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Self-Denial, With Pleasure

Wednesday, 16 November 2016 / Published in Articles, Kesava Krsna Dasa / 6,461 views

By Kesava Krsna Dasa

We may be surprised to learn that many things we consider as acts of spiritual advancement in Krishna consciousness, like tapasya or austerity, are actually acts of selfishness, and will impede our real growth. Even following the four regulative principles in certain ways, can divert us.

“So this austerity is called tapasya, denial, self-denial” (class on SB. 5.5.1 in Vrndavana, Oct 23, 1976). To give up certain forms of selfishness is required to progress in spiritual life, and this is usually accompanied by some discomfort and hurt; or should it be? If we do not know how austerity works for us, then our transition from lust to love can be a most tortuous affair. But, as they say: “no pain, no gain”

At one stage during early Christian times, self-denial meant to avoid taking a bath. Anything enhancing the bodily appearance was considered sinful. In fact, to be dirty and dirtier was a sign of holiness. The more lice that crawled over the body – which were called pearls of God – the more saintly one became. St Paula said of the time: “The purity of the body, and its garments, means the impurity of the soul” (Havelock Ellis, Studies in the psychology of sex, Vol. IV, p 31).

I remember as a young devotee while staying at Chaitanya College, I went out on sankirtana daily with a senior devotee. During the bitter cold of mid-winter, this devotee would never allow the heater in the car to be put on. Rather, he kept the ventilators open to let the cold air inside, “to encourage us to keep off the bodily platform”. Was there not such a thing as utilising everything in Krishna’s service? Was this act of austerity selfless, or selfish?

Sometimes while out on travelling sankirtana, living in cramped conditions in transit vans, I would wake up in the morning with a fever and temperature. In order again, to “keep off the bodily platform”, to bathe from a bucket of icy cold water was the order of the day, though Ayur Veda says not to. Despite the fact that those times were very austere, I look back on those days with a sense of worth. They were happy times. Do austerity and happiness go well together?

As we go forward in spiritual life, the differences between renunciation and austerity, sacrifice and charity, and their proper or improper usage, can mean the difference between a soft and a hard heart. If the gopis of Vrndavana are the acme of self-denial in all respects, how far can we go to deny ourselves, within reason, to become cent per cent Krishna conscious? How far up the devotional ladder does our selfishness extend?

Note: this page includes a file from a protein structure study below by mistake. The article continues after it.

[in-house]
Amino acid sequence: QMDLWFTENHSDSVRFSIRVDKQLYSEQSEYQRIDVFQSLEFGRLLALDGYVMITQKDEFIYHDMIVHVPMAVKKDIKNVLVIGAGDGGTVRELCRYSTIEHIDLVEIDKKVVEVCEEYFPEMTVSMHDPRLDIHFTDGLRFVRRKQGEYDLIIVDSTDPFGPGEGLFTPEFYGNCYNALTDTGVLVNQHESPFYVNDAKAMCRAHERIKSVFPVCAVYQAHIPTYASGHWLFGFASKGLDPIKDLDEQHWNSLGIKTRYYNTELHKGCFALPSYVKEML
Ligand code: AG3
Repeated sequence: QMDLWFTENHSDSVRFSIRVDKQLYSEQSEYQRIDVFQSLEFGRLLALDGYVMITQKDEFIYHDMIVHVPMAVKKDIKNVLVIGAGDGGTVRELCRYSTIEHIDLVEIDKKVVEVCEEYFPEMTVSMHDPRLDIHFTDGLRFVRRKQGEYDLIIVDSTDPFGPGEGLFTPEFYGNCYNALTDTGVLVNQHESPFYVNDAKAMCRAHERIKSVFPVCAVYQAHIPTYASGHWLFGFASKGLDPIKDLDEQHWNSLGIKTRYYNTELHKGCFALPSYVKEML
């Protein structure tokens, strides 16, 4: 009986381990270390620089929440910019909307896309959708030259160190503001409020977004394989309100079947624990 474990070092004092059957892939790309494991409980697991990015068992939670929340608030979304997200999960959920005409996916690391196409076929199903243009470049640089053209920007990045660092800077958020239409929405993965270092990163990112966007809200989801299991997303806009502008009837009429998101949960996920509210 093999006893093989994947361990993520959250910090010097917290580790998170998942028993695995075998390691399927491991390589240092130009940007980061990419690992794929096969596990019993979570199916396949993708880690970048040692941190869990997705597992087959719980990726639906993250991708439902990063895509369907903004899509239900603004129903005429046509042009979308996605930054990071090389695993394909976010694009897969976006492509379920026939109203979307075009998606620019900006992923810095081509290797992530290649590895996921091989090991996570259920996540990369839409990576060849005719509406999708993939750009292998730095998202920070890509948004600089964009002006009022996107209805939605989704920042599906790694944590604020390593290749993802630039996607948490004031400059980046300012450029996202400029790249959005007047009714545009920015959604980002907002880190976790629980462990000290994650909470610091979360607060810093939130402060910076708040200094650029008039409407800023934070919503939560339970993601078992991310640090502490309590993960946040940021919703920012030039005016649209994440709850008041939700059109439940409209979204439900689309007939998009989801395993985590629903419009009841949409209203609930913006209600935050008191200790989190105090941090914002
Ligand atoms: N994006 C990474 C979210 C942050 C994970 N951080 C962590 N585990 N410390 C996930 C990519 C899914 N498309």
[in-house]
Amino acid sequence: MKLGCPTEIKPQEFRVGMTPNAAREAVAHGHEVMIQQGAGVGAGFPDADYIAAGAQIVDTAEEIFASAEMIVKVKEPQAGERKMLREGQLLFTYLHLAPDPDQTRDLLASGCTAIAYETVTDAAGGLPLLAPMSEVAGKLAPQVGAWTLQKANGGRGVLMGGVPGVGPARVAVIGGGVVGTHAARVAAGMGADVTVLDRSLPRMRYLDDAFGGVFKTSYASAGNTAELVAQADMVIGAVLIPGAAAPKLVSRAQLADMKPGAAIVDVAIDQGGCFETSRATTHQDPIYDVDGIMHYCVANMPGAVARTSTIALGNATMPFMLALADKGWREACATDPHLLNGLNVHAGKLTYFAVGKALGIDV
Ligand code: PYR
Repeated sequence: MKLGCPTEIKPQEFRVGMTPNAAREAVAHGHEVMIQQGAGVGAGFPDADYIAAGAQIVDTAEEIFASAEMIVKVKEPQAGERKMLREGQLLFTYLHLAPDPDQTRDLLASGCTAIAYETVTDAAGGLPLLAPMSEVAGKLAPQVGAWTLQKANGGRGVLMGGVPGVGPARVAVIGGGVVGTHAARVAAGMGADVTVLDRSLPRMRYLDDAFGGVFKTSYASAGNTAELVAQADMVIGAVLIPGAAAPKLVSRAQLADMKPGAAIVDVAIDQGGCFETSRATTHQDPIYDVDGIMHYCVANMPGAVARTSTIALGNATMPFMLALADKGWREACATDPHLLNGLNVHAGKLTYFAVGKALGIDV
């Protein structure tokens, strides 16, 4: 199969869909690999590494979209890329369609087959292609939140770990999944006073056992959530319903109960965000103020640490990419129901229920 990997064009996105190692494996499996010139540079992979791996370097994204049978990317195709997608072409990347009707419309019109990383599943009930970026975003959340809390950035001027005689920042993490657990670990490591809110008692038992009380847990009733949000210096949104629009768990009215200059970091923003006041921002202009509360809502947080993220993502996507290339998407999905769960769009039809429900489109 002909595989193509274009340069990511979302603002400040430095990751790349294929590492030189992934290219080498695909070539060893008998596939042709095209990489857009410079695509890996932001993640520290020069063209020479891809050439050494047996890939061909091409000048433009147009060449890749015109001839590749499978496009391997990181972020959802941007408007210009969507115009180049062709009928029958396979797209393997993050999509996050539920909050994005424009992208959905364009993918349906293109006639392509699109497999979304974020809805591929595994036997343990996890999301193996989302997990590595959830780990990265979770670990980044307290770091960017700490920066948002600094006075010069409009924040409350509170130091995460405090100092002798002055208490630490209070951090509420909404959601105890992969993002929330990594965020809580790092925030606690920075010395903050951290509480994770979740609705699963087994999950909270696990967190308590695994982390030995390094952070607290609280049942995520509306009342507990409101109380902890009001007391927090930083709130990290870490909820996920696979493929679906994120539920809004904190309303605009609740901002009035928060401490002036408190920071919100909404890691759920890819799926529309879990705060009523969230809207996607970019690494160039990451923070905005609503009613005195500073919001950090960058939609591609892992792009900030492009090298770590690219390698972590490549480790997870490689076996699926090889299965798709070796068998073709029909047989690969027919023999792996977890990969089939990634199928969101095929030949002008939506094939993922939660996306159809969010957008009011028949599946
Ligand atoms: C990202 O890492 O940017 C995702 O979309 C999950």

It is true to say that so long as we fall short of the goal of Krishna-prema, there must be some selfishness somewhere within us. “…On the other hand, one who desires some material benefit in exchange for devotional service cannot be your pure devotee. Indeed, he is no better than a merchant who wants profit in exchange for service’ (SB 7.10.4)

In the Brhad-Bhagavatamrta, we are taken on a fascinating journey and meet with different devotees, who all seem to think their own position lower than that of other devotees they recommend Sri Narada Muni go and visit. After all, these are all unique cases of being hard on oneself. From the brahmana who gave lavishly in charity, to King Indradyumna, Lord Indra, Lord Brahma and Lord Siva, we come up to the level of karma-misra-bhakti and jnana-misra-bhakti.

Next, we visit Sri Prahlada Maharaja who is described as being in santa-rasa. He mentions his inability to engage in direct service to the Lord, hence his recommendation for Sri Narada to visit Sri Hanuman who is situated in dasya-rasa. Incidentally, Lord Chaitanya would describe this level of devotion as “Very good, very good…” Next, we visit the Pandavas, the Yadus, Sri Uddhava, and then the gopis of Vrndavana.

When Sri Ramananda Raya describes the different levels of devotional attainment to Sri Chaitanya Mahaprabhu, beginning with varnashrama-dharma, to BG 18.66, BG 18.54, the Lord rejected all these saying they were external. Then this verse of Lord Brahma was quoted: “My dear Lord, those devotees who have thrown away the impersonal conception of the Absolute Truth and have therefore abandoned discussing empiric philosophical truths should hear from self-realized devotees about Your holy name, form, pastimes and qualities. They should completely follow the principles of devotional service and remain free from illicit sex, gambling, intoxication, and animal slaughter. Surrendering themselves fully with body, words, and mind, they can live in any ashrama or social status. Indeed, You are conquered by such persons, although You are always unconquerable” (SB 10.14.3).